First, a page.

The flow of people in crowded, leaky boats has become a crisis for Europe. But thanks to the boundless cynicism of politicians, it is a farce as well.
Those who take the greatest share of the refugees – Germany and Sweden – want the burden to be shared more equally across the EU in the form of quotas. Countries like Slovakia, whose “strict asylum policy” was recently defended by Interior Minister Robert Kaliňák, are squealing with alarm and babbling excuses.
“Sometimes there is pressure on the eastern and sometimes on the southern border,” Kaliňák shrugged to the Pravda daily. As if sleepy Michalovce took turns with Malta as a destination for desperate migrants.
“To have a sea coast is an advantage; tourism stems from this. But sometimes it is a disadvantage.”
Well well. Talk about biting the hand that feeds. Being a member of the European Union is an advantage as well. Such membership means an inflow of EU funds, which your party and its sponsors can spend years looting. But sometimes there are disadvantages as well. Such as when the rest of Europe calls on you to act like a civilised adult and – mindful of the generosity and material advantages you yourself have enjoyed from other member states – open your borders to a few refugees.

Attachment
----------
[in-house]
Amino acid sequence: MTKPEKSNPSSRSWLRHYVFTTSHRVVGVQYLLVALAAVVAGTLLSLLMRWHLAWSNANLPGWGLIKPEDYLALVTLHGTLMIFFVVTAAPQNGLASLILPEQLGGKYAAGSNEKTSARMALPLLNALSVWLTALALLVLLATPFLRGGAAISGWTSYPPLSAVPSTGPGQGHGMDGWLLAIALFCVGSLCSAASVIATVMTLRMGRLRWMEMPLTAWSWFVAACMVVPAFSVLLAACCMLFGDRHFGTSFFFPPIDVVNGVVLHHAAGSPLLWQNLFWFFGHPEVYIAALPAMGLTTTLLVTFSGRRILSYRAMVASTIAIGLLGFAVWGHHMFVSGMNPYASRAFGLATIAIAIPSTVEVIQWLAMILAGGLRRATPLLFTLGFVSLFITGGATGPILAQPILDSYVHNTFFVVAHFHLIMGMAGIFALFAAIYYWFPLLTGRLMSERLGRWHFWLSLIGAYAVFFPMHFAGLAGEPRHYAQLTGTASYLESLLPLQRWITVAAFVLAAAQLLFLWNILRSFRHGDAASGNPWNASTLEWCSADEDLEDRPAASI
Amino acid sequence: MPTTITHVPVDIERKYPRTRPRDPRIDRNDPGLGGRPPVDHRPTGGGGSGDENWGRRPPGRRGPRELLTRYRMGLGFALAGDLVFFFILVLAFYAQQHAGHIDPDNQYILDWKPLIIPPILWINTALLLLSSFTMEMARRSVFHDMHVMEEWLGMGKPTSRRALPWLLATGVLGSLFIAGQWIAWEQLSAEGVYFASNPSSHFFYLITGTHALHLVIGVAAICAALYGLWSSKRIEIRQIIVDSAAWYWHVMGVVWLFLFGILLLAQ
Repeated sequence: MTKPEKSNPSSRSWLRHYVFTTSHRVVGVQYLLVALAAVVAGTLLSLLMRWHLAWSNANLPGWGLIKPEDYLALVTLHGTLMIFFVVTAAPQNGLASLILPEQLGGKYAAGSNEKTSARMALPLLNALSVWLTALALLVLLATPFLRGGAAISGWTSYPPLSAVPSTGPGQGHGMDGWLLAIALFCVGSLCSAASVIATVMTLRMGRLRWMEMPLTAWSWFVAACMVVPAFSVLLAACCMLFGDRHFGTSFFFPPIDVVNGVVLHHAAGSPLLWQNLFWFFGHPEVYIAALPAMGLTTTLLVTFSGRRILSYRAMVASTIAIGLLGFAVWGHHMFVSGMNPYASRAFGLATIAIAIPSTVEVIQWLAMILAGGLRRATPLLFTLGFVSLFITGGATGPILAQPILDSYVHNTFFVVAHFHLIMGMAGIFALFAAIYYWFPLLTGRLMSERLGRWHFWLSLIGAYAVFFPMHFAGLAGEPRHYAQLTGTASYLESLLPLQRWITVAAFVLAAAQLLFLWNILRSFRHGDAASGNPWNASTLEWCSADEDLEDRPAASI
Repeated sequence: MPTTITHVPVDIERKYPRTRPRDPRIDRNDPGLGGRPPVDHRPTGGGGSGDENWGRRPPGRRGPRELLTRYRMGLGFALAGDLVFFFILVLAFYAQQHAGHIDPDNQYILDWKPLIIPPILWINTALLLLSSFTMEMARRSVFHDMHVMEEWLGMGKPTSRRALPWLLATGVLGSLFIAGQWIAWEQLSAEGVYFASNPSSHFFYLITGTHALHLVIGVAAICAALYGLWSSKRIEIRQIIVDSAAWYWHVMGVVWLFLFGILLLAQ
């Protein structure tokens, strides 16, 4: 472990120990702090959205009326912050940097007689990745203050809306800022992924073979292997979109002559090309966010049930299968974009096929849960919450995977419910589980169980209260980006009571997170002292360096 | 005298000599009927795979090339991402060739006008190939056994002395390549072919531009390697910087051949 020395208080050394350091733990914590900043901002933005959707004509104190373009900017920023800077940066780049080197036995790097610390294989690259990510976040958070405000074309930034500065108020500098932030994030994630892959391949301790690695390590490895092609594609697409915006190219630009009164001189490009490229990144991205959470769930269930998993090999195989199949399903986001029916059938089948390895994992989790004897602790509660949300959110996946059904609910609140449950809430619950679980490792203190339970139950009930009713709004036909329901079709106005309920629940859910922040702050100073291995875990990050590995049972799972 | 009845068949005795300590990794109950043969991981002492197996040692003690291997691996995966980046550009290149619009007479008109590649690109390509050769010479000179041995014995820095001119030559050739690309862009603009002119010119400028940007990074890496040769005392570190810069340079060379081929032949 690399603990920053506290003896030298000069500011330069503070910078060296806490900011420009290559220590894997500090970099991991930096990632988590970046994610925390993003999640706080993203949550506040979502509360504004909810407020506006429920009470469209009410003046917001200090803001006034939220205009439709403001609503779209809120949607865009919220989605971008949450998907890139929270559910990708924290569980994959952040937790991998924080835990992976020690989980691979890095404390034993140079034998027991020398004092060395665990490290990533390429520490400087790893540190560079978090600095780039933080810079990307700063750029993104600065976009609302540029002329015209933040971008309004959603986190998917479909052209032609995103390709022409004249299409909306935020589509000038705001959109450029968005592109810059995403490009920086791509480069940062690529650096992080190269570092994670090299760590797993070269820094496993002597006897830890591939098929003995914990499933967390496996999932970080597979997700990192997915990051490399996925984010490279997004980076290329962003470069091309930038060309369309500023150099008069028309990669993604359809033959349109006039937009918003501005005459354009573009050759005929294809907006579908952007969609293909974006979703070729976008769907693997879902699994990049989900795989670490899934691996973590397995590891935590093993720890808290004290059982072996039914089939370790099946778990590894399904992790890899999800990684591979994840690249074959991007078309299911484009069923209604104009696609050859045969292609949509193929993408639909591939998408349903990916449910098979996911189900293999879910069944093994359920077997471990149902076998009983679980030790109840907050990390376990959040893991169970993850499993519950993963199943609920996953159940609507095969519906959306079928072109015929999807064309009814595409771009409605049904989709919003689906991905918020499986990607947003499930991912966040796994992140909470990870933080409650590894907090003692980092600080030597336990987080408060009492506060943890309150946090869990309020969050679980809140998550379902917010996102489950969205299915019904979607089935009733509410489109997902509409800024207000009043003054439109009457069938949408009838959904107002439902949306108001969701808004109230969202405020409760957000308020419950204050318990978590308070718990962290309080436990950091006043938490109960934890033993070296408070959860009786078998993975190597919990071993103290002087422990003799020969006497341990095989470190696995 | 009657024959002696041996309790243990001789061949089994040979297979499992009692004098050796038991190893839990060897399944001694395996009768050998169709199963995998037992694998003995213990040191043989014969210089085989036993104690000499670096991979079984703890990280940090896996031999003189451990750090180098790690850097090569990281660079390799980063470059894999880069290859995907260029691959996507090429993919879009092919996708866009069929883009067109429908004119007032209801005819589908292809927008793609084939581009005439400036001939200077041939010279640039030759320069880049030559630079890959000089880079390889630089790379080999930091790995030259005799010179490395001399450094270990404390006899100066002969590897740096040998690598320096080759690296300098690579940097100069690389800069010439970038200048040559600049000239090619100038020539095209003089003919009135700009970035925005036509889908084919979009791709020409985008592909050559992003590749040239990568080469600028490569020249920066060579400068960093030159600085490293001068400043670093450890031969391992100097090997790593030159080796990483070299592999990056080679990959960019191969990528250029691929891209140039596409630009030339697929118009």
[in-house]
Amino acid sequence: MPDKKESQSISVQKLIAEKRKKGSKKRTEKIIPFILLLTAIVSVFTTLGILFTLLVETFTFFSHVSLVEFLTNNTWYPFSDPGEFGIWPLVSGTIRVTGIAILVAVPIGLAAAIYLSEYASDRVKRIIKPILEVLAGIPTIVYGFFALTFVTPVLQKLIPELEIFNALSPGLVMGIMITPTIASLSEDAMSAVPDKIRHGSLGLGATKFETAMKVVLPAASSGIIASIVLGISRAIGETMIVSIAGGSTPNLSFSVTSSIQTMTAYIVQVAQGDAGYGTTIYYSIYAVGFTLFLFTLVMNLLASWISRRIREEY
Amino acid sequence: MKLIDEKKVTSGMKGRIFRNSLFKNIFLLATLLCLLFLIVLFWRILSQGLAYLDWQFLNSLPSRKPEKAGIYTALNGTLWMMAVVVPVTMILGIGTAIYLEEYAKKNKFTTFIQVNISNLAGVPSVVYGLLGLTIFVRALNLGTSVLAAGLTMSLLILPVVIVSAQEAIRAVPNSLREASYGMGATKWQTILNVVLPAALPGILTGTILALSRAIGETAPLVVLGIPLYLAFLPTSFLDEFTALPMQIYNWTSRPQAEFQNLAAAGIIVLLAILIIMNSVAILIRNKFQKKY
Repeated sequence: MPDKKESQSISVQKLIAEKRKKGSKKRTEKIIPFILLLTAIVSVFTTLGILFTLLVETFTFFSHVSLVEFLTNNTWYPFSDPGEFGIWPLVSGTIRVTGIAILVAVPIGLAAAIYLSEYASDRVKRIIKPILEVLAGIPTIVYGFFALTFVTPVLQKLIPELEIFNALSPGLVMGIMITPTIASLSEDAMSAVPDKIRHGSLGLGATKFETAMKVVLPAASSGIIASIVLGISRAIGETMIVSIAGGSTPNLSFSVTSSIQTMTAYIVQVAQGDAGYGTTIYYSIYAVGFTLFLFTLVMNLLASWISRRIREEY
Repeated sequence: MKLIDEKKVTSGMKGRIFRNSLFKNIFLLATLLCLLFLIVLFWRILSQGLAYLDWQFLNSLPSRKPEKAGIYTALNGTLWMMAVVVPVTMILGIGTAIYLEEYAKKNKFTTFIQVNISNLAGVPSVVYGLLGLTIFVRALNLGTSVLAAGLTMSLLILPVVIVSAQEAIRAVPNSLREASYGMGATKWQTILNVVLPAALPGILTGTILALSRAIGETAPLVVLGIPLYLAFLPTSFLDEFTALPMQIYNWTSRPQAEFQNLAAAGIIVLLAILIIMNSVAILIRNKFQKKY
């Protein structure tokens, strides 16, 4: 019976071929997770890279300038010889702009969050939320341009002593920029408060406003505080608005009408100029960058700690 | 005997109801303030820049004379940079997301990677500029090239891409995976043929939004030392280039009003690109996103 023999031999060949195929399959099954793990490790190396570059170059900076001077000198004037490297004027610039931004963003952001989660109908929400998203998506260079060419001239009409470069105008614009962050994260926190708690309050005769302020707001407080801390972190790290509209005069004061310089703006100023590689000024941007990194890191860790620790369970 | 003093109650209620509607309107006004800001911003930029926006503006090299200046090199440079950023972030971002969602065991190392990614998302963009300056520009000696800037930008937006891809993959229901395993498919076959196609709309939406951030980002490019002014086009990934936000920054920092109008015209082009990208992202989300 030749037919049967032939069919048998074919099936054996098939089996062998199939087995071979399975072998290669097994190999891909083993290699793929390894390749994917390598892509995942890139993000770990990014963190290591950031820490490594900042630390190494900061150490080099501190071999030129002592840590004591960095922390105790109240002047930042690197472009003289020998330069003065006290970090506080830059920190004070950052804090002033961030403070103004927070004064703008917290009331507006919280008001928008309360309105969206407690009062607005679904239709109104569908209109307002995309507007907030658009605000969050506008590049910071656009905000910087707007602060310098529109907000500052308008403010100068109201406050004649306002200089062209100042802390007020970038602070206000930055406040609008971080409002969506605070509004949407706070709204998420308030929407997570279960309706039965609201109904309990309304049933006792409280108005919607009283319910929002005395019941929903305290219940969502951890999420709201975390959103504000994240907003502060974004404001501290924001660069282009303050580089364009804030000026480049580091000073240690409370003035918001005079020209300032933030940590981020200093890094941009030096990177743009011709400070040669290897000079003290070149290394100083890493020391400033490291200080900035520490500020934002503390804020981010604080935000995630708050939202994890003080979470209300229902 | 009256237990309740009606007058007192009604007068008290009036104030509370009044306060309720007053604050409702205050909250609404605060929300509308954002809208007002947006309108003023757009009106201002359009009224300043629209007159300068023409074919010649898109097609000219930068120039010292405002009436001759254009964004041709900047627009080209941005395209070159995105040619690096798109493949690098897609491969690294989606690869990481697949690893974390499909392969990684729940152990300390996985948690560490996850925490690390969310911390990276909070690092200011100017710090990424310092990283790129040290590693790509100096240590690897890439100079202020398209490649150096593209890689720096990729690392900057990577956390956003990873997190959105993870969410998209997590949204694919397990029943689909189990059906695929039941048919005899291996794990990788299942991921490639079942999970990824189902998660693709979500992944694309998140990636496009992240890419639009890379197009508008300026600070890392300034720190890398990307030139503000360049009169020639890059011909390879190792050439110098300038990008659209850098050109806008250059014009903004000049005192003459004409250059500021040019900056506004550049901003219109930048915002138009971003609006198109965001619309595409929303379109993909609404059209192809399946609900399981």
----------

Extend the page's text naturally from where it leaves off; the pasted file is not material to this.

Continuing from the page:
Europe has legitimate concerns about migration, and about the growing heterogeneity of its populations. And Europeans, still recovering from a devastating financial crisis, are understandably worried about the economic impact of hungry newcomers. But the reason we have political leaders is because we wish to be ruled by wisdom and compassion rather than fear and ignorance.
The cost of admitting a few thousand immigrants is nothing compared to the damage caused to European solidarity by cynical refusals to share the burden. It may win you votes at home – as Kaliňák and British xenophobe Nigel Farrage evidently know – but it is ethically repugnant and politically indefensible.
12. May 2015 at 6:49 | Tom Nicholson